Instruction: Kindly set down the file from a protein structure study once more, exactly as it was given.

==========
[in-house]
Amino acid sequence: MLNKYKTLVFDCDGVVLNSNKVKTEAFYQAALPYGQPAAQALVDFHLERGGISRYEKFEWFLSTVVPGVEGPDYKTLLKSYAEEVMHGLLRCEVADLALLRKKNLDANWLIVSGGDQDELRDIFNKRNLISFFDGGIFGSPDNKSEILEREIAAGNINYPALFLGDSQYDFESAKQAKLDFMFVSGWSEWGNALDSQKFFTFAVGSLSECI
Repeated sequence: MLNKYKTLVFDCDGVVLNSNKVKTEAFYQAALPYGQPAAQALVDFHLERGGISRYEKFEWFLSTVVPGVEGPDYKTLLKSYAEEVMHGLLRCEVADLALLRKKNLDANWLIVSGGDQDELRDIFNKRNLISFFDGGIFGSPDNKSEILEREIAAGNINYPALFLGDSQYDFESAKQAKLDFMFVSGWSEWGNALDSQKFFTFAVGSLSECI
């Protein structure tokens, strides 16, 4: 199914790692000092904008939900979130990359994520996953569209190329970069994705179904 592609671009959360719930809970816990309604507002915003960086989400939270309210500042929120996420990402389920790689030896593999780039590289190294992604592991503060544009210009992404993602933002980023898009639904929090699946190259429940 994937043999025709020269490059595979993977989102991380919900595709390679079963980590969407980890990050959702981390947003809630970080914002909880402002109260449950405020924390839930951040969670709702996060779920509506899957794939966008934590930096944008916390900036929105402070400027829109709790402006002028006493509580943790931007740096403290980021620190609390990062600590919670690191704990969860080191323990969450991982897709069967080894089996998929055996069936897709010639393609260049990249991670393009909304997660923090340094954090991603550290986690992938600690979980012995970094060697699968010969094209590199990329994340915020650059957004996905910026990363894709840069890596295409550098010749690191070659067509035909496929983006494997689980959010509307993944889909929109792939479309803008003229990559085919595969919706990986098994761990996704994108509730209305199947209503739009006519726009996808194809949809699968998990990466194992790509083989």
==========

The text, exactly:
[in-house]
Amino acid sequence: MLNKYKTLVFDCDGVVLNSNKVKTEAFYQAALPYGQPAAQALVDFHLERGGISRYEKFEWFLSTVVPGVEGPDYKTLLKSYAEEVMHGLLRCEVADLALLRKKNLDANWLIVSGGDQDELRDIFNKRNLISFFDGGIFGSPDNKSEILEREIAAGNINYPALFLGDSQYDFESAKQAKLDFMFVSGWSEWGNALDSQKFFTFAVGSLSECI
Repeated sequence: MLNKYKTLVFDCDGVVLNSNKVKTEAFYQAALPYGQPAAQALVDFHLERGGISRYEKFEWFLSTVVPGVEGPDYKTLLKSYAEEVMHGLLRCEVADLALLRKKNLDANWLIVSGGDQDELRDIFNKRNLISFFDGGIFGSPDNKSEILEREIAAGNINYPALFLGDSQYDFESAKQAKLDFMFVSGWSEWGNALDSQKFFTFAVGSLSECI
């Protein structure tokens, strides 16, 4: 199914790692000092904008939900979130990359994520996953569209190329970069994705179904 592609671009959360719930809970816990309604507002915003960086989400939270309210500042929120996420990402389920790689030896593999780039590289190294992604592991503060544009210009992404993602933002980023898009639904929090699946190259429940 994937043999025709020269490059595979993977989102991380919900595709390679079963980590969407980890990050959702981390947003809630970080914002909880402002109260449950405020924390839930951040969670709702996060779920509506899957794939966008934590930096944008916390900036929105402070400027829109709790402006002028006493509580943790931007740096403290980021620190609390990062600590919670690191704990969860080191323990969450991982897709069967080894089996998929055996069936897709010639393609260049990249991670393009909304997660923090340094954090991603550290986690992938600690979980012995970094060697699968010969094209590199990329994340915020650059957004996905910026990363894709840069890596295409550098010749690191070659067509035909496929983006494997689980959010509307993944889909929109792939479309803008003229990559085919595969919706990986098994761990996704994108509730209305199947209503739009006519726009996808194809949809699968998990990466194992790509083989």